I wanted to go back to last week’s post. Go back and read it if you did not get a chance. We talked about the most frequent command in the Bible, “fear not.”
When we look back on some things which made us afraid or caused us to fear, we now realize we no longer fear them. We even ask, “Why was I ever afraid of that?” Eternity will give us all plenty of time to look back and ask that question on a lot of things we go through now.
I struggled after posting last week’s blog that you may have gone away thinking all I was saying was that what you are going through now is “no big deal.”
Do not get me wrong. Being reminded of our perspective or often times our lack of perspective is a good thing. Even more than that, the big idea last week was that being with God is better than anything – the good or the bad. Last week’s post was more or less a call to look beyond our pain to God. This week’s post goes the other way. This week we are looking into our pain to draw us closer to God.
Many things we go through are “big deals”, and to say otherwise is to deny the pain, to betray our honest feelings and struggles.
Pain can be a way for us to draw closer to God. You are probably already in agreement. You get sick or a loved one gets sick and you find yourself talking to God more than ever. This is fine and good, but there is more.
Tullian Tchividjian has a powerful book, Glorious Ruin: How Suffering Sets You Free based on his sermon series on the book of Job. Tchividjian says that “suffering does not rob you of joy.” Go ahead and read that again. Suffering does not rob me of joy? He goes on and says suffering does not rob you of joy, idols do.
Idols can be anything we have in our life that we find more important than God. Suffering can help bring this into painful focus. Suffering can shine a light on people and circumstances we trust more and love more than God. Some common idols we may not think of as idols include good health, our spouse, work, money and even our kids.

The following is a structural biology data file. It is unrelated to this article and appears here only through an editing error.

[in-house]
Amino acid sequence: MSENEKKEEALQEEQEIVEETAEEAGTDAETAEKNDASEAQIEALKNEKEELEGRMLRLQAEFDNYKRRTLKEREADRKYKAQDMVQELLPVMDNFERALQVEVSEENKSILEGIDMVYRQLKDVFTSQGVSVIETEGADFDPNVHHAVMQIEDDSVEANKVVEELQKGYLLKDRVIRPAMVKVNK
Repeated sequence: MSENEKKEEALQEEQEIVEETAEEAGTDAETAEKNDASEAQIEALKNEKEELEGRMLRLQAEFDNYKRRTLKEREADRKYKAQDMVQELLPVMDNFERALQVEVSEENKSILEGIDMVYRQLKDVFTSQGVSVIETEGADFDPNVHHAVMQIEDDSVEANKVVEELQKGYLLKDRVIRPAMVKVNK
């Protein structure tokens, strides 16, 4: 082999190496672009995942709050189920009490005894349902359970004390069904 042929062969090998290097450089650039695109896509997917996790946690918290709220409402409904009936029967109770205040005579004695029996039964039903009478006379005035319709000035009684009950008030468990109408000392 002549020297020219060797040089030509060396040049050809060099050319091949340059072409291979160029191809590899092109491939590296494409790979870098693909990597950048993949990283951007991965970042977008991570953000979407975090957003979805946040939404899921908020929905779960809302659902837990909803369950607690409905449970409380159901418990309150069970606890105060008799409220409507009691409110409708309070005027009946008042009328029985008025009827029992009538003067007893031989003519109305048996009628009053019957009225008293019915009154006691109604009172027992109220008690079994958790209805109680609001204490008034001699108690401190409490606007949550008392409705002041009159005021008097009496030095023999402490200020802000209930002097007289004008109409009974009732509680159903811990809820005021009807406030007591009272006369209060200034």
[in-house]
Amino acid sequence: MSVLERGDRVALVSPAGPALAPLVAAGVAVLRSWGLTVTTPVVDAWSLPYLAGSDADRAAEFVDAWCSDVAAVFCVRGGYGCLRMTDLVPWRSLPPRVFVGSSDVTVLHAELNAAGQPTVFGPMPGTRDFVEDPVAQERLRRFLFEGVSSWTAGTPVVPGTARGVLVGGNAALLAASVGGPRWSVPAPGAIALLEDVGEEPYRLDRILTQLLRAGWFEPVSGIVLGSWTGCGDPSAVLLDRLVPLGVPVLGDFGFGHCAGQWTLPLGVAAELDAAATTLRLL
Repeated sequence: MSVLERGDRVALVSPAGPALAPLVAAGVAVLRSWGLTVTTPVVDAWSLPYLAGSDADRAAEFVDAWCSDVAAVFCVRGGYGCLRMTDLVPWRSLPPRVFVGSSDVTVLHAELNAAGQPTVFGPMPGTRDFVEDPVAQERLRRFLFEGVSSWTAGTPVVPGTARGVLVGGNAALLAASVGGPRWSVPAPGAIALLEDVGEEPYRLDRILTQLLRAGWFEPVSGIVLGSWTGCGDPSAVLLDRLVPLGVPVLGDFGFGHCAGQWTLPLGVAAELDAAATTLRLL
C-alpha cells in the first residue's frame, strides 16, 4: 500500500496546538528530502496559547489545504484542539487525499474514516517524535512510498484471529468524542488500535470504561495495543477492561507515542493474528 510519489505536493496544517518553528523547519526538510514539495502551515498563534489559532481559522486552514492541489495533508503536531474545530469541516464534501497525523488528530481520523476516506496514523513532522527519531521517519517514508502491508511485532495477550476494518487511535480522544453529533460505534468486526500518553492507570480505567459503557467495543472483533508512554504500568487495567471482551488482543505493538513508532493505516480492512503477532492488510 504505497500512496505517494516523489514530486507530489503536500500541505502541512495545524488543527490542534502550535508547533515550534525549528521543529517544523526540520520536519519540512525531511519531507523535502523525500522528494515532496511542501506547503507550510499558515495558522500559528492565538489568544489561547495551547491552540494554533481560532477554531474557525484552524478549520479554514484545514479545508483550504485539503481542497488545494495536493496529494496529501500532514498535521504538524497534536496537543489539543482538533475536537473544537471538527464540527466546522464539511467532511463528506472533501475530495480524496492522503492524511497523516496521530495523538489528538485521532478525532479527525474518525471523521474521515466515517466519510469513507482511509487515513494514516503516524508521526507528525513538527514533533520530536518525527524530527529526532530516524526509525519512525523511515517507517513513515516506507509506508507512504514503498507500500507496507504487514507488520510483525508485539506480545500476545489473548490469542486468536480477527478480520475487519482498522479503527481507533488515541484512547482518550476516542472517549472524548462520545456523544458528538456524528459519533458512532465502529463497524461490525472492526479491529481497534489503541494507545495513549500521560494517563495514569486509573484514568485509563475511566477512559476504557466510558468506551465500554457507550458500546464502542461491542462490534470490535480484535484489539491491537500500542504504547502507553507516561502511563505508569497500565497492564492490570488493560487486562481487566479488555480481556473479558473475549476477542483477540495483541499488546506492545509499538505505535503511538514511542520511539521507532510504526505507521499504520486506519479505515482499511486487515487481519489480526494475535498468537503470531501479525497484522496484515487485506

Idols deceive us making us think that joy and peace come from them. However, joy and peace come from God. Paul writes:
22 But the fruit of the Spirit is love, joy, peace, patience, kindness, goodness, faithfulness, 23 gentleness, and self-control. There is no law against things like this. 24 Those who belong to Christ Jesus have crucified self with its passions and its desires. (Galatians 5:22-24)
Joy and peace do not come from having perfect health. Joy and peace do not come from having kids who always do what you want them to do. Joy and peace do not come from having the perfect job. Joy and peace do not come from having the perfect spouse.
Joy and peace come from knowing that we were once lost and now we are found. Joy and peace come from knowing that the God of all creation loves us enough to die for us. Joy and peace come from knowing that God wants us to know Him and to be with Him. Joy and peace come from knowing that by God’s grace through the works of Jesus Christ we are transformed, made new, perfected.
Nothing can separate us from the joy and peace found in Jesus Christ.
(All scripture cited above from Common English Bible Copyright © 2011)